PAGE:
SWOT Monitors El Niño off Peru
The illustration above shows sea levels off the coasts of Peru and Ecuador on Aug. 12, 2023, and Oct. 3, 2023. The Surface Water and Ocean Topography (SWOT) satellite collected the ocean data during its operational phase, which began in late July.
The red and orange colors represent sea levels that are higher than average (units are in meters), while green and blue indicate sea levels that are lower than average. The SWOT data shows some of the development of an El Niño along the west coast of the Americas.
The SWOT science team made the measurements using the spacecraft's Ka-band Radar Interferometer (KaRIn) instrument. With two antennas spread 33 feet (10 meters) apart on a boom, KaRIn produces a pair of data swaths (tracks visible in the animation) as it circles the globe, bouncing radar pulses off the water's surface to collect surface-height measurements.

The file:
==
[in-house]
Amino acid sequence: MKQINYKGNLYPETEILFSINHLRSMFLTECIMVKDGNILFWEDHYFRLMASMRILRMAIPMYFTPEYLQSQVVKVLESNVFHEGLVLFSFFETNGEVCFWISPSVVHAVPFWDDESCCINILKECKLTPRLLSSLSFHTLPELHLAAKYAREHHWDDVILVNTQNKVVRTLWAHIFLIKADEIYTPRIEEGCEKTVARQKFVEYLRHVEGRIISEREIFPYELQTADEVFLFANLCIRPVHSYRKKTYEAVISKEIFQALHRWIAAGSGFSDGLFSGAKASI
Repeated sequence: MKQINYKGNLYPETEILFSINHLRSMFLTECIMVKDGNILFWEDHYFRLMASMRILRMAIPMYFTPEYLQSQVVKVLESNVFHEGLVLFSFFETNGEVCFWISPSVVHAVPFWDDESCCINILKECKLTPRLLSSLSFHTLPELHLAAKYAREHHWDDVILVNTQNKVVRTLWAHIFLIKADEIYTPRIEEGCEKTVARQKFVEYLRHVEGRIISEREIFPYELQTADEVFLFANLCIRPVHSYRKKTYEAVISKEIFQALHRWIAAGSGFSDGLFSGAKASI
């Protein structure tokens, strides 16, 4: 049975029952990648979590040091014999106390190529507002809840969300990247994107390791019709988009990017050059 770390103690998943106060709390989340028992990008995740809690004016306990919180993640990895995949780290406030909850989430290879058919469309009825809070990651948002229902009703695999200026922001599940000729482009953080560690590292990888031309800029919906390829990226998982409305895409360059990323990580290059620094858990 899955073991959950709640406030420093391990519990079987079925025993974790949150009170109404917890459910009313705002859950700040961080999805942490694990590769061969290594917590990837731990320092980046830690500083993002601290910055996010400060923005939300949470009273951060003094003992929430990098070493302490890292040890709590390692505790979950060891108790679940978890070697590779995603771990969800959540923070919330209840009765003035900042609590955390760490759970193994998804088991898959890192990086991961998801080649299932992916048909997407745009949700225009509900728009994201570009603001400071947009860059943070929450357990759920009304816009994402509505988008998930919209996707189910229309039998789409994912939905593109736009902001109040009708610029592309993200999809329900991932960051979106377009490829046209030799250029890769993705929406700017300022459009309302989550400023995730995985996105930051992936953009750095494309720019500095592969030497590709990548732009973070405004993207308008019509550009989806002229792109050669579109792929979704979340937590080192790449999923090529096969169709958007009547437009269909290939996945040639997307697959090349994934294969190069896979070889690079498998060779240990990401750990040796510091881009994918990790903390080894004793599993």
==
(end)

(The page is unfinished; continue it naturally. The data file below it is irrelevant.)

Launched on Dec. 16, 2022, from Vandenberg Space Force Base in central California, SWOT is now in its operations phase, measuring the height of nearly all water on Earth's surface. The satellite will provide one of the most detailed, comprehensive views yet of the planet's oceans and fresh water lakes and rivers, collecting data that will be used for research and other purposes.
SWOT was jointly developed by NASA and CNES, with contributions from the Canadian Space Agency (CSA) and the UK Space Agency. NASA's Jet Propulsion Laboratory, which is managed for the agency by Caltech in Pasadena, California, leads the U.S. component of the project. For the flight system payload, NASA provided the KaRIn instrument, a GPS science receiver, a laser retroreflector, a two-beam microwave radiometer, and NASA instrument operations. CNES provided the Doppler Orbitography and Radioposition Integrated by Satellite (DORIS) system, the dual frequency Poseidon altimeter (developed by Thales Alenia Space), the KaRIn radio-frequency subsystem (together with Thales Alenia Space and with support from the UK Space Agency), the satellite platform, and ground operations. CSA provided the KaRIn high-power transmitter assembly. NASA provided the launch vehicle and the agency's Launch Services Program, based at Kennedy Space Center, managed the associated launch services.